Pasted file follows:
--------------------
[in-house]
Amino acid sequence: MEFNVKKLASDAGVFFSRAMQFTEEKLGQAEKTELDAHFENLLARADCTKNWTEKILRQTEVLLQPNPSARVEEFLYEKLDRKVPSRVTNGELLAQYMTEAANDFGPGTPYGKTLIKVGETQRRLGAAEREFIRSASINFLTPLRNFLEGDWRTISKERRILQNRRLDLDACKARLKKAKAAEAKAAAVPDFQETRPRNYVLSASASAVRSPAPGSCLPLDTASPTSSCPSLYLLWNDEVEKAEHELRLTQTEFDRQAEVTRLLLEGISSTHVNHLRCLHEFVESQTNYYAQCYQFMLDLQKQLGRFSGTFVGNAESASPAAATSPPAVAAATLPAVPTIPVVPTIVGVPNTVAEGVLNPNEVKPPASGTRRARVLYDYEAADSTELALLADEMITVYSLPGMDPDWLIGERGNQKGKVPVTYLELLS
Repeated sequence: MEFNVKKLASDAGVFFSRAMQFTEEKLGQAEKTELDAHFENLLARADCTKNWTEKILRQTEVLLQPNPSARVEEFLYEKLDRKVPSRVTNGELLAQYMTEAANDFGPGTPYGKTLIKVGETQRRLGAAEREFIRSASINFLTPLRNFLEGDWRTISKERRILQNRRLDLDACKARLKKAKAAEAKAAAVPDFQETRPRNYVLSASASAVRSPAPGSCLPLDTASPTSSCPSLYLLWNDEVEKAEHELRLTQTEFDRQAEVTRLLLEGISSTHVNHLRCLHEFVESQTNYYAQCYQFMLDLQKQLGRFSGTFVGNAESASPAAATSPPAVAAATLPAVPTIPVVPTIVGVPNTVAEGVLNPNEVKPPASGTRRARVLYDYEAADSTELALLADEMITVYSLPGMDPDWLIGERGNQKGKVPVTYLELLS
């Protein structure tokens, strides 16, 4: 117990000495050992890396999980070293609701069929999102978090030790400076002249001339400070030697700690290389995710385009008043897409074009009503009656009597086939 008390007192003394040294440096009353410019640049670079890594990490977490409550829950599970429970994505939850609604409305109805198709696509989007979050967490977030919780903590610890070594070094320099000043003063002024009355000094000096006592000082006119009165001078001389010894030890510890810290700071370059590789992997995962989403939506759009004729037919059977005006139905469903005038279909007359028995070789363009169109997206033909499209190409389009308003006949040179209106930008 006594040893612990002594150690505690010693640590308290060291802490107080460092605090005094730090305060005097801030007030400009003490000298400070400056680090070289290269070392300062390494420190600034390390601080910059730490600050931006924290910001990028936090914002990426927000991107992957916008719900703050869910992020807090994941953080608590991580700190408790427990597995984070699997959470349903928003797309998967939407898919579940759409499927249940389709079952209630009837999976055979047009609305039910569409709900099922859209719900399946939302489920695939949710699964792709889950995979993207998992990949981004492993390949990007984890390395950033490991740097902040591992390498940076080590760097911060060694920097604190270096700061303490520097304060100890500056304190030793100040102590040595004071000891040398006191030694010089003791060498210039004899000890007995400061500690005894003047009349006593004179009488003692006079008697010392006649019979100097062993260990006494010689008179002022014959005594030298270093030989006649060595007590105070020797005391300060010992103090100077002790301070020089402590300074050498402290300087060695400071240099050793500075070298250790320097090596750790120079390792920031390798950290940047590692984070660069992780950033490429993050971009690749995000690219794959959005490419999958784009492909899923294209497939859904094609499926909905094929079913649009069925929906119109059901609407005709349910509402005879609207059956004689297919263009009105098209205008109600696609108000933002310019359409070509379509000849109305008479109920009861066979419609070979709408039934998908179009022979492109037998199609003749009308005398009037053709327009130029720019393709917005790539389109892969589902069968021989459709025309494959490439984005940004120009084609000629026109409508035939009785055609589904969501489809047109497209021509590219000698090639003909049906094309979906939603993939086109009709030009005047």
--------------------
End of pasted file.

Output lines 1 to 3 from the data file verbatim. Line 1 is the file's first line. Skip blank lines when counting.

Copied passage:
[in-house]
Amino acid sequence: MEFNVKKLASDAGVFFSRAMQFTEEKLGQAEKTELDAHFENLLARADCTKNWTEKILRQTEVLLQPNPSARVEEFLYEKLDRKVPSRVTNGELLAQYMTEAANDFGPGTPYGKTLIKVGETQRRLGAAEREFIRSASINFLTPLRNFLEGDWRTISKERRILQNRRLDLDACKARLKKAKAAEAKAAAVPDFQETRPRNYVLSASASAVRSPAPGSCLPLDTASPTSSCPSLYLLWNDEVEKAEHELRLTQTEFDRQAEVTRLLLEGISSTHVNHLRCLHEFVESQTNYYAQCYQFMLDLQKQLGRFSGTFVGNAESASPAAATSPPAVAAATLPAVPTIPVVPTIVGVPNTVAEGVLNPNEVKPPASGTRRARVLYDYEAADSTELALLADEMITVYSLPGMDPDWLIGERGNQKGKVPVTYLELLS
Repeated sequence: MEFNVKKLASDAGVFFSRAMQFTEEKLGQAEKTELDAHFENLLARADCTKNWTEKILRQTEVLLQPNPSARVEEFLYEKLDRKVPSRVTNGELLAQYMTEAANDFGPGTPYGKTLIKVGETQRRLGAAEREFIRSASINFLTPLRNFLEGDWRTISKERRILQNRRLDLDACKARLKKAKAAEAKAAAVPDFQETRPRNYVLSASASAVRSPAPGSCLPLDTASPTSSCPSLYLLWNDEVEKAEHELRLTQTEFDRQAEVTRLLLEGISSTHVNHLRCLHEFVESQTNYYAQCYQFMLDLQKQLGRFSGTFVGNAESASPAAATSPPAVAAATLPAVPTIPVVPTIVGVPNTVAEGVLNPNEVKPPASGTRRARVLYDYEAADSTELALLADEMITVYSLPGMDPDWLIGERGNQKGKVPVTYLELLS